Throwing it back: Before we had rotavirus vaccines
Australian virologist Professor Ruth Bishop, left, discovered rotavirus in 1973. Photo source: Murdoch Children's Research Institute website.
When I started working in rotavirus vaccine development and delivery at PATH five years ago, the estimated number of child deaths due to rotavirus diarrhea was 453,000 – more than double what it is today! We’ve come a long way with rotavirus prevention and control in that time period, and when you look back even further, the progress is astounding.
Rotavirus, a small wheel-shaped virus that infects young children and causes severe diarrhea, was first discovered in 1973 by scientist Ruth Bishop from the Murdoch Children’s Research Institute in Melbourne, Australia. It is estimated that, at that time, more than 500,000 children worldwide died from rotavirus diarrhea every year. Rotavirus doesn’t respond to antibiotics or other drugs, improvements in water, sanitation, and hygiene, or other methods used to treat other forms of diarrhea, which is why it is referred to as a “democratic” virus—it infects every child in every country worldwide, regardless of wealth and development status. In high-income countries, most infected children are able to access emergency IV fluids at a hospital, so rotavirus is rarely fatal in places like the United States and Europe. In many low-income settings without access to oral rehydration solution or IV fluids, however, rotavirus can become a death sentence. The economic burden of rotavirus disease on families can be severe, too. Scientists knew that vaccines would be the best solution to prevent rotavirus infection and its deadly diarrhea.
Rotavirus vaccine became the first ever vaccine introduced in a low-income country the same year as the industrialized world.
One day, in the 1990s, Bill Gates read an article about rotavirus and its incredible burden of death and disease worldwide. He had never heard of rotavirus before, and thought, “That can’t be right. I read the news all the time. I read about plane crashes and freak accidents. Where is the news about these half-million kids dying?”
That article is what actually inspired Bill and Melinda Gates to start the Gates Foundation and launch Gavi, the Vaccine Alliance in 2000. Some of the first projects that the Bill & Melinda Gates Foundation funded were to PATH to support development of and increase access to rotavirus vaccines.
Finally, in 2006, rotavirus vaccines were introduced for the first time in both the US and Nicaragua! It was the first ever vaccine introduced in a low-income country the same year as the industrialized world. At that point, the World Health Organization (WHO) had recommended rotavirus vaccines only in the Americas and Europe since there wasn’t enough evidence of the vaccines’ effectiveness from Africa and Asia. PATH and partners helped change that by conducting clinical effectiveness study in Malawi, South Africa, and Bangladesh. Based on that evidence, in 2009, WHO made an exciting announcement: rotavirus vaccines are recommended for use in ALL countries worldwide!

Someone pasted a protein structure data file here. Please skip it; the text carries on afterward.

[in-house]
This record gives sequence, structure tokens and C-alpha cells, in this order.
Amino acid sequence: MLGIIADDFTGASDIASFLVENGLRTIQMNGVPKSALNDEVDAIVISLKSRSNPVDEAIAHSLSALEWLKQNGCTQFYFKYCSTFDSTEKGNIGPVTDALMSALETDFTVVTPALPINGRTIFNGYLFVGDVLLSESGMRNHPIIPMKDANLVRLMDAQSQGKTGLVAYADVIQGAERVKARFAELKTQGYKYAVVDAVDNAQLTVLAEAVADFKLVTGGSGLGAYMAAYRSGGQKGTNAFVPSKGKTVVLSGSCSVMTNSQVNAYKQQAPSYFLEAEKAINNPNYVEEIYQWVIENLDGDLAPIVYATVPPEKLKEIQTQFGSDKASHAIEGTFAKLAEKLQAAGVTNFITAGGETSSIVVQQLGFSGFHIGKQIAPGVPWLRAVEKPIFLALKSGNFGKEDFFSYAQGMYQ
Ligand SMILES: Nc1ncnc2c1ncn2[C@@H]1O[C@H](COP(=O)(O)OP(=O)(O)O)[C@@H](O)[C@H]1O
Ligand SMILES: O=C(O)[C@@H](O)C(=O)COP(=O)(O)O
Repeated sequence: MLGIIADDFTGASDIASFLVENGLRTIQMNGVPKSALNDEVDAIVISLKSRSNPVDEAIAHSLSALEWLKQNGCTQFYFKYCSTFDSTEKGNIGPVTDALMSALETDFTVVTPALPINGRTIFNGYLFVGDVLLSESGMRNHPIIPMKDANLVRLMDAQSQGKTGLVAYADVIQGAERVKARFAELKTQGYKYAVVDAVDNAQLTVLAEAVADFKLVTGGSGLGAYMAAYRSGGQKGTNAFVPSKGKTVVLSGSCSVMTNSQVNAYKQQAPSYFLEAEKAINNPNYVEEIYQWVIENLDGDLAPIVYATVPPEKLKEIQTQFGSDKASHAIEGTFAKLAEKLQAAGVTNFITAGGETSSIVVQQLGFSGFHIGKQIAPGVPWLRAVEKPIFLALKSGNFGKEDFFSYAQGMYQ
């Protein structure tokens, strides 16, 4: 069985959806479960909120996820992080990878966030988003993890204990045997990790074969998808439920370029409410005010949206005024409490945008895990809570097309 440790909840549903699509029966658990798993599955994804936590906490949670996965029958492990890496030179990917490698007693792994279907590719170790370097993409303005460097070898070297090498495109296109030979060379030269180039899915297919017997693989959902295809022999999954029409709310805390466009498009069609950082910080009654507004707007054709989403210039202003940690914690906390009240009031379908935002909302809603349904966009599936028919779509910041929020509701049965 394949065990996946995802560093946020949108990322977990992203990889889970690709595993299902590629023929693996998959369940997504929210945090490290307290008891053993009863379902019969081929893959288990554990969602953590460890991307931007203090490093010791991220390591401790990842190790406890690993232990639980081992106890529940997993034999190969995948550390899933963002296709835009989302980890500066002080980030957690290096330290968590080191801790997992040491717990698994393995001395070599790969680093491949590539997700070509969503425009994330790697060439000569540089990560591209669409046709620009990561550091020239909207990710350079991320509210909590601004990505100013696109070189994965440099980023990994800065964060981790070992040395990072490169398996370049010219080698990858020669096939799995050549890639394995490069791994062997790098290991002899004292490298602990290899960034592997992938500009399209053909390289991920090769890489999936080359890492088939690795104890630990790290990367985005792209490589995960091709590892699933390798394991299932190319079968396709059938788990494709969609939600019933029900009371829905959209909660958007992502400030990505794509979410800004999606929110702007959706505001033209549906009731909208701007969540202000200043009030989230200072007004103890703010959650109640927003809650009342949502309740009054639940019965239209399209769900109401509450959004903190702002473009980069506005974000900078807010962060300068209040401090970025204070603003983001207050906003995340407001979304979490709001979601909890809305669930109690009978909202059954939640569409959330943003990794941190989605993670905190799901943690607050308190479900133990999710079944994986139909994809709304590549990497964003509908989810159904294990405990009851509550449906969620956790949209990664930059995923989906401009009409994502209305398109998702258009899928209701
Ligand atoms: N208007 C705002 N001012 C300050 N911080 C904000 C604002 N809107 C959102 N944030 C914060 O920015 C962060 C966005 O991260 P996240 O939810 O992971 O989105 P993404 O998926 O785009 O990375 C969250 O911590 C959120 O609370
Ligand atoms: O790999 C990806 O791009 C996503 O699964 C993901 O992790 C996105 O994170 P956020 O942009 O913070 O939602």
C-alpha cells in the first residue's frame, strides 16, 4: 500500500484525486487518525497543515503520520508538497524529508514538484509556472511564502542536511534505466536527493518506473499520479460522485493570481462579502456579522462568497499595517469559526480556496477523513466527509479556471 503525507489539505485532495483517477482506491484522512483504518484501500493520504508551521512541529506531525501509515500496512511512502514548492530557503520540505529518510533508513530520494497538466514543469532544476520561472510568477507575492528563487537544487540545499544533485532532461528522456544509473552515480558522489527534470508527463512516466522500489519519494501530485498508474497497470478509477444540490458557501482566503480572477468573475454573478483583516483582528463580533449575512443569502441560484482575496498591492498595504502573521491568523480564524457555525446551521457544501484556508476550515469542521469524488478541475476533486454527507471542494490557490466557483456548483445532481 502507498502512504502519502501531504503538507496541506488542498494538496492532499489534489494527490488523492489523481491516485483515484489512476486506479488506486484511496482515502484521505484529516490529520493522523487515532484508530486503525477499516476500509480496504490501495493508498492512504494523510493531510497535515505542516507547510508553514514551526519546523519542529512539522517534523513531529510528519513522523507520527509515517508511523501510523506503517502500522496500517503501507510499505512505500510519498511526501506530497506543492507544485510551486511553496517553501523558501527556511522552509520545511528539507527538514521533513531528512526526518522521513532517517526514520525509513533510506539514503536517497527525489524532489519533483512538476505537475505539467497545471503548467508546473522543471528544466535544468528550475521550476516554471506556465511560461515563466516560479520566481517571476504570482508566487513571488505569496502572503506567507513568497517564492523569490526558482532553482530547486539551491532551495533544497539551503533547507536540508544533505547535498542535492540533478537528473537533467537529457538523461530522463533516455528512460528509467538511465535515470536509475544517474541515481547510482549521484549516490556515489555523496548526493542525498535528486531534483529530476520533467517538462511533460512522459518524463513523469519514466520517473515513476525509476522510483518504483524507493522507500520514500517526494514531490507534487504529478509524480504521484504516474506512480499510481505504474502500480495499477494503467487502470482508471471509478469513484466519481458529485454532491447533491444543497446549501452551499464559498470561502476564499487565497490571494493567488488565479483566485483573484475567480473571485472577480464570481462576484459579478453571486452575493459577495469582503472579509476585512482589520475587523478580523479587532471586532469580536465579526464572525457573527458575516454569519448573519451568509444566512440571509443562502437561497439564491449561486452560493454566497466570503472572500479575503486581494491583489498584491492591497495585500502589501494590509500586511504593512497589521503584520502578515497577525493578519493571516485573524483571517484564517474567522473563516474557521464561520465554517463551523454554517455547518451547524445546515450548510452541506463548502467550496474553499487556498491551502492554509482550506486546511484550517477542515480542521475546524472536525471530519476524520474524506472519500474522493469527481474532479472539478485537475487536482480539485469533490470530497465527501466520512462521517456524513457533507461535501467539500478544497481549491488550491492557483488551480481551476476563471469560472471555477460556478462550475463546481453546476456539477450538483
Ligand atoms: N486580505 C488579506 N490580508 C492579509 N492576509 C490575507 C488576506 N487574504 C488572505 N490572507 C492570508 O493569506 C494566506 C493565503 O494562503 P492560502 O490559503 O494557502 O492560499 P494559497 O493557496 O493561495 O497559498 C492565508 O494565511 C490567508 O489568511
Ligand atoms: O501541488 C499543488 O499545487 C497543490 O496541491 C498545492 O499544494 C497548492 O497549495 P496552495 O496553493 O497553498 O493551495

Since then, rotavirus vaccines have been introduced nationally in more than 90 countries and counting – including 60% of countries in sub-Saharan Africa. While Asia has lagged behind Africa in introductions, that is starting to change—Afghanistan just introduced in January after a country-led analysis predicted big impact. They’ve shown tremendous impact in reducing deaths and hospitalizations in the countries where they’ve been introduced.
However, two-thirds of children worldwide still lack access to rotavirus vaccines. One way to improve access, in addition to raising awareness and advocating for countries to introduce existing vaccines, is to expand the market with new rotavirus vaccines. By developing more rotavirus vaccines that can be distributed globally, we can lower costs, improve supply, and give countries more options. With new vaccines like the India-made, low-cost ROTAVAC now available and others in the pipeline, we’re very optimistic about the future!
It’s been fun to look back on how far we’ve come to tackle rotavirus over the years. We know vaccines work, but rotavirus still kills around 200,000 kids every year and steals precious time from children and families who get infected. We need to continue working together to improve vaccine effectiveness, reach every child, and integrate solutions to defeat diarrheal disease caused by all pathogens.